Backswing RoundUp

To dial in distance on wedge shots, should players focus more on swing length or swing speed?

To dial in distance on wedge shots, should players focus more on swing length or swing speed?
Distance control is crucial when it comes to close shots under 100 yards from the hole. Two big ways to predictably control distance are the length of your swing and the speed of your swing. Most "feel" players will tell you they just feel how hard they need to hit the ball. More technical players might tell you they control distance by how far back they swing the club. Either way, let's see what our PGA Professionals have to say on the matter.

Distance control in the short game is one of my favorite things to teach.

Distance control in the short game is one of my favorite things to teach. For golfers that average a score over 85 you can shave the most strokes quickest by getting on the green with an up-and-down attempt from 0 to 50 yards and getting on the green from 50 to 100 yards.

For distance control you need a club head speed “governor.” For most golfers swing size or length is the better governor, and easier to conceptualize. Most golfers have 3 to 4 wedges (PW, Gap, SW & LW). I teach them swing sizes based on a clock or Dave Pelz’s fractional system, whichever they best respond to. Swing sizes of 7:00 to 5:00, 8:00 to 4:00, 9:00 to 3:00, and 10:00 to 2:00 multiplied by the 3 or 4 wedges will give a “table” of carry distances. For longer shots out to 100 yards, I teach using the 9:00 and 10:00 backswing length to full finish, times the number of wedges.

Jim Peters Golf

Jim Peters

PGA Certified in Instruction | Master Golf Teaching Professional

Jim Peters Golf, Cincinnati, OH

You're not John Daly. My answer to this question for almost everyone is to work on swing length for your partial wedge shots.

John Daly once asked Tiger why he practiced so much, and Tiger said something like “John if I had half the talent you have in your pinkie finger, I wouldn’t need to practice as much as I do.”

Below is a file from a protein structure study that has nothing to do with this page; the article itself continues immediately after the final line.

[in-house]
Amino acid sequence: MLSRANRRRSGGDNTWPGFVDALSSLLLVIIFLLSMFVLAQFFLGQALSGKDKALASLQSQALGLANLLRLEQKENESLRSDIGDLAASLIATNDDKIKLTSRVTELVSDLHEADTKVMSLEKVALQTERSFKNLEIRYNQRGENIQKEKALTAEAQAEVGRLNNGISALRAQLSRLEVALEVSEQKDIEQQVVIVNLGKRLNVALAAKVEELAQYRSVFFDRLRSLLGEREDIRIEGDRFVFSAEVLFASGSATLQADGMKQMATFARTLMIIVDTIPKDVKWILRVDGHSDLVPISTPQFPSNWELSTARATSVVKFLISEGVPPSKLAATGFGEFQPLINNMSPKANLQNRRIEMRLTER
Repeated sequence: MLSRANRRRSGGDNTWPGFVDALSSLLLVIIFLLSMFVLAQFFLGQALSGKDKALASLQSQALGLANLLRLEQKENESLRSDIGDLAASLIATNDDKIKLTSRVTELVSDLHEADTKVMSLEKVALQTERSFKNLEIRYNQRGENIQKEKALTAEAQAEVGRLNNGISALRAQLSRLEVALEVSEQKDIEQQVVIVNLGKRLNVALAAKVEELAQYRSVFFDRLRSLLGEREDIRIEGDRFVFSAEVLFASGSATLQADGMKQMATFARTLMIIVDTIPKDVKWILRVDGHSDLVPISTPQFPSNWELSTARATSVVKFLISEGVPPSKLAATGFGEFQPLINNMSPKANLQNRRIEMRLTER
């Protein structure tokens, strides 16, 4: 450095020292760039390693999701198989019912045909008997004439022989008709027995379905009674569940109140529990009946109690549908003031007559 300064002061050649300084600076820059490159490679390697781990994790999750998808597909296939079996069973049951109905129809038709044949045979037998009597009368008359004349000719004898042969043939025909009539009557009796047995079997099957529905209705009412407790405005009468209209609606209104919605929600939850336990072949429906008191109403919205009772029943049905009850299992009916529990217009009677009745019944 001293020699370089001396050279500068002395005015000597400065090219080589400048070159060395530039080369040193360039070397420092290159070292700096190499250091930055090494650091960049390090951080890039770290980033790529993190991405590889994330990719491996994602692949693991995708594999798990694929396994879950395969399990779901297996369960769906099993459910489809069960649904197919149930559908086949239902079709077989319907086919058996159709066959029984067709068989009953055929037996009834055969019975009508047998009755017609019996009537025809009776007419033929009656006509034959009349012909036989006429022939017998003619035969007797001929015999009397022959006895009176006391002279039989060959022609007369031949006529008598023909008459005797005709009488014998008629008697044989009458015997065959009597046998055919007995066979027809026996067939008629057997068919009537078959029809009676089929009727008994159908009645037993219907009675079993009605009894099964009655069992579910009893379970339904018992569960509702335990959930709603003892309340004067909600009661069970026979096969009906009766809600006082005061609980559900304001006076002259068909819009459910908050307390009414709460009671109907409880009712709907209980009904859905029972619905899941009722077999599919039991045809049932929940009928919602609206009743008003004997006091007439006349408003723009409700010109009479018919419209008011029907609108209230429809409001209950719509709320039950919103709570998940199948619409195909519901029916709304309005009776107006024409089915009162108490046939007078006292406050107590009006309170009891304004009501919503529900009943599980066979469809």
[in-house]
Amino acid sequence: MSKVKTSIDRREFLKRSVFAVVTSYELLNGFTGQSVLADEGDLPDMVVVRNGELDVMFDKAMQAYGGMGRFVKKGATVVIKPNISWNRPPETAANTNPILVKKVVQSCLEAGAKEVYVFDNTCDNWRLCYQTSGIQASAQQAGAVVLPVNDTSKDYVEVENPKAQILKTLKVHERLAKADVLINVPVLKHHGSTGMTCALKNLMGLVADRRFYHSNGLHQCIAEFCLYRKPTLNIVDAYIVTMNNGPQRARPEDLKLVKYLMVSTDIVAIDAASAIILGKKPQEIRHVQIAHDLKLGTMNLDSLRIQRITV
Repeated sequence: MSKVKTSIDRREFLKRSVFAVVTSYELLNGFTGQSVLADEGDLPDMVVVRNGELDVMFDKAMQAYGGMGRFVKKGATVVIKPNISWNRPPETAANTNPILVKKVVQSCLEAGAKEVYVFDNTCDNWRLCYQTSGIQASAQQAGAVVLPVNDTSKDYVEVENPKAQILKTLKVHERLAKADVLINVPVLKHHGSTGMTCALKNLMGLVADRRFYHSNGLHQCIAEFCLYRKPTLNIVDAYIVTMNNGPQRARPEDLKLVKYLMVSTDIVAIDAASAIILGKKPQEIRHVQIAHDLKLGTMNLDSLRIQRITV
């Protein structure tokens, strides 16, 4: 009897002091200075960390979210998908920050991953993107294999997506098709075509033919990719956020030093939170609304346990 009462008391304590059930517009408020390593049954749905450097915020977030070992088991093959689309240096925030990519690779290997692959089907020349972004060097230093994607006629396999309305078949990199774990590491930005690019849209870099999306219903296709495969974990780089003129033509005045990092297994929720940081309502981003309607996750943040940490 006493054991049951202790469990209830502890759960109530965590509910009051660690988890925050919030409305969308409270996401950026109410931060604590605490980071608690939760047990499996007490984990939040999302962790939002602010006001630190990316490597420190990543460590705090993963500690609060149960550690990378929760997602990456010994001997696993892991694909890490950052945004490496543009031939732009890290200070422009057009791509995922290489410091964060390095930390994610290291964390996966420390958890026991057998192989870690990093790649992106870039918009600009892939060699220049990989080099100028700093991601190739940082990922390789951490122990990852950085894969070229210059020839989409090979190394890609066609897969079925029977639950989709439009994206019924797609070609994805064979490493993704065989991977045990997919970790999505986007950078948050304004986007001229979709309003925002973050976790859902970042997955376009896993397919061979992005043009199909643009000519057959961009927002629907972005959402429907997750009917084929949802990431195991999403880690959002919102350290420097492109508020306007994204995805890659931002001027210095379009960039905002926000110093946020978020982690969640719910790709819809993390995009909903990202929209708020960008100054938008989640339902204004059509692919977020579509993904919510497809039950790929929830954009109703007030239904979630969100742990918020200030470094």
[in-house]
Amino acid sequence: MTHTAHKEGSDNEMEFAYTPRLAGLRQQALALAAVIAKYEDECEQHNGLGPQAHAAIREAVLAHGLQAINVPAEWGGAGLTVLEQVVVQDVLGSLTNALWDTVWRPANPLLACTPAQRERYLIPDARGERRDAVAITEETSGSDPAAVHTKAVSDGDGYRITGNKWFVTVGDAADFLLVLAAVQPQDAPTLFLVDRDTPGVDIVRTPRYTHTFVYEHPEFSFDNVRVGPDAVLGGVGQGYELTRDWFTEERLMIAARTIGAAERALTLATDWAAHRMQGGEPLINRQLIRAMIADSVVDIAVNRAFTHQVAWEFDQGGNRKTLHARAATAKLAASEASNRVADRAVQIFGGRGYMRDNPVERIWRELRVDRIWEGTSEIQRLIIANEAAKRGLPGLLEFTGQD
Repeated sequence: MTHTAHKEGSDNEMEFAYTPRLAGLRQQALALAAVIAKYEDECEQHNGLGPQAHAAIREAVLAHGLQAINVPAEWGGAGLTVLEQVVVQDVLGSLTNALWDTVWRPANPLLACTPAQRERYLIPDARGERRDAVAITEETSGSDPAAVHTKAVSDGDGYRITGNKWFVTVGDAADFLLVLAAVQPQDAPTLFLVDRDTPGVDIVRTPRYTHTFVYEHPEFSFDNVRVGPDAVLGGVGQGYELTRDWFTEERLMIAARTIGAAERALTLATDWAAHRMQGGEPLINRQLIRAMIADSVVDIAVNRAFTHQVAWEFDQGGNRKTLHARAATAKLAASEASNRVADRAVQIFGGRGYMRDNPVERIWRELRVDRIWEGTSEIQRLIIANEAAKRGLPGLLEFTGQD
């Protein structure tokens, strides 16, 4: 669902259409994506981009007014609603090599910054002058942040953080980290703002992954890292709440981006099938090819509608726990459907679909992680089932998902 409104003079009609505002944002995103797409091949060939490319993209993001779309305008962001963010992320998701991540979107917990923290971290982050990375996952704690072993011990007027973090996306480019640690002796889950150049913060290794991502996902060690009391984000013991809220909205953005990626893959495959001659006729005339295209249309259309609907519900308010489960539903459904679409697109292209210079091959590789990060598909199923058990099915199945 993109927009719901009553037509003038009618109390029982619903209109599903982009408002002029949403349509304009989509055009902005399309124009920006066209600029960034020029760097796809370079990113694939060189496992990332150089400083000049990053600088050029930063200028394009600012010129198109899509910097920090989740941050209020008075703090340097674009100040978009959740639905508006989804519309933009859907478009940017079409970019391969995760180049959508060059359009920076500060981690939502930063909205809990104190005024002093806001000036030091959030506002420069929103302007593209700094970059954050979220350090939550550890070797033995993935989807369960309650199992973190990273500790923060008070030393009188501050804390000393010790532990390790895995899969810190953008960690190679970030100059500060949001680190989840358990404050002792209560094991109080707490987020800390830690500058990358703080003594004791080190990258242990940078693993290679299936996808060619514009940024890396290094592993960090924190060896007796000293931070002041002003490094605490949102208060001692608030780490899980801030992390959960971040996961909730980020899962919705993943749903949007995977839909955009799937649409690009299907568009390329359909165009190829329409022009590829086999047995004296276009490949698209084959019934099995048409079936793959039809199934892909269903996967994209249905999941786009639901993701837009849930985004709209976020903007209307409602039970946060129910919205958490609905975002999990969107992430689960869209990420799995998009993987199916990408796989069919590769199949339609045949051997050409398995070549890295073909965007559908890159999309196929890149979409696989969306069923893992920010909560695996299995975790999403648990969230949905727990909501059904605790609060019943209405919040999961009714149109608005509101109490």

John Daly made a full backswing, with his club draping down his back, on even 60-yard wedge shots.

You’re not John Daly. My answer to this question for almost everyone is to work on swing length for your partial wedge shots. Learn how far the ball goes when you take it back to position 1, whether that’s on a clock system or “waist high” or whatever, with each of your wedges. Then do the same test for position 2, and then 3, and then a full swing. (Or if you prefer, just three positions: 1/3, 2/3, and full.) Then try to accelerate the same from there.

For smaller adjustments, grip down slightly. A half an inch might take off three yards.

It’s still about feel – you might be hitting the ball a bit more cleanly one day, or swinging a bit harder one day, or the greens might be firmer so you can’t fly it as far, and you’ll need to make an adjustment, but basing the distance the ball flies on your feelings for swing length gives you a framework and a foundation that makes the necessary adjustments easier.

PGA Professional

Erik Barzeski

Head Instructor

Golf Evolution, Erie, PA

It’s BOTH!

It’s BOTH!

LENGTH OF SWING:
I teach my students to use a clock system in order to train swing length. For example a right handed player, a 9 o’clock backswing length would be when the players arms are parallel to the ground in the backswing. I like the follow through to mirror the backswing length, so stopping when then players arms are at 3 o’clock. The 3 wedge swing lengths I train are 8&4, 9&3, 10&2.

PACE/SPEED
Once a player has mastered their feel of 8&4, 9&3, 10&2… they’re ready to lock-in on their consistent pace OR speed in which their body rotates. I say wedge distance control is both length and pace/speed, because I can turn fast with a 9&3 wedge swing, or very slowly still making a 9&3 swing, and the second one will always carry shorter. The key for the PACE is get consistent with the speed of body rotation. There is a correct speed of rotation for you. Below is a sample wedge chart, you’ll notice everything is about a 15yd gap.